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Human Resource Management in a Compartmentalized World: Whither Moral Agency?

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  • Tracy Wilcox

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    Abstract

    This article examines the potential for moral agency in human resource management practice. It draws on an ethnographic study of human resource managers in a global organization to provide a theorized account of situated moral agency. This account suggests that within contemporary organizations, institutional structures—particularly the structures of Anglo-American market capitalism—threaten and constrain the capacity of HR managers to exercise moral agency and hence engage in ethical behaviour. The contextualized explanation of HR management action directly addresses the question of whether HRM is inherently unethical. The discussion draws on MacIntyre’s (Philosophy 74:311–329, 1999 , After Virtue: A Study in Moral Theory, Duckworth, 2000 ) conceptualization of moral agency within contemporary social structures. In practice, HR managers embody roles that may not be wholly compartmentalized. Alternative institutional structures can provide HR managers with a vocabulary of motives for people-centred HRM and widen the scope for the exercising of moral agency, when enacted within reflective relational spaces that provide milieus for critical questioning of logics and values. This article aims to contribute to and extend debate on whether HRM can ever be ethical, and provide a means of reconnecting business ethics with longstanding concerns in critical management studies. Copyright Springer Science+Business Media B.V. 2012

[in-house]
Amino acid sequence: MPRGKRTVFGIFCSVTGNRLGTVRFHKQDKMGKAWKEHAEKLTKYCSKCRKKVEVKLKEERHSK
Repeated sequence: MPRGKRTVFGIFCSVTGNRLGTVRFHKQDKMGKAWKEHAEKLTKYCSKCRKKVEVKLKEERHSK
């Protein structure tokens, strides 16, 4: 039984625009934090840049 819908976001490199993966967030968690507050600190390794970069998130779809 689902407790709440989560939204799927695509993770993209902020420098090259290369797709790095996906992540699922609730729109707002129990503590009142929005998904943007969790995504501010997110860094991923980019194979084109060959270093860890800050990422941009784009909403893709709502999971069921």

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    File URL: http://hdl.handle.net/10.1007/s10551-012-1440-1
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    Bibliographic Info

    Article provided by Springer in its journal Journal of Business Ethics.

    Volume (Year): 111 (2012)
    Issue (Month): 1 (November)
    Pages: 85-96

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    Handle: RePEc:kap:jbuset:v:111:y:2012:i:1:p:85-96

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    Web page: http://www.springerlink.com/link.asp?id=100281

    Related research

    Keywords: Moral agency; Relational sociology; Institutional theory; Relational spaces; Human resource management;

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    1. Delbridge, Rick & Edwards, Tim, 2007. "Reflections on developments in institutional theory: Toward a relational approach," Scandinavian Journal of Management, Elsevier, Elsevier, vol. 23(2), pages 191-205, June.
    2. John Dobson, 2009. "Alasdair Macintyre’s Aristotelian Business Ethics: A Critique," Journal of Business Ethics, Springer, Springer, vol. 86(1), pages 43-50, April.
    3. Anne Keegan & Paul Boselie, 2006. "The Lack of Impact of Dissensus Inspired Analysis on Developments in the Field of Human Resource Management," Journal of Management Studies, Wiley Blackwell, vol. 43(7), pages 1491-1511, November.
    4. Roberts, John & Sanderson, Paul & Barker, Richard & Hendry, John, 2006. "In the mirror of the market: The disciplinary effects of company/fund manager meetings," Accounting, Organizations and Society, Elsevier, vol. 31(3), pages 277-294, April.
    5. Tony J. Watson, 2004. "HRM and Critical Social Science Analysis," Journal of Management Studies, Wiley Blackwell, vol. 41(3), pages 447-467, 05.
    6. Hirschman, Albert O, 1982. "Rival Interpretations of Market Society: Civilizing, Destructive, or Feeble?," Journal of Economic Literature, American Economic Association, vol. 20(4), pages 1463-84, December.
    7. Karan Sonpar & Jay Handelman & Ali Dastmalchian, 2009. "Implementing New Institutional Logics in Pioneering Organizations: The Burden of Justifying Ethical Appropriateness and rustworthiness," Journal of Business Ethics, Springer, Springer, vol. 90(3), pages 345-359, December.
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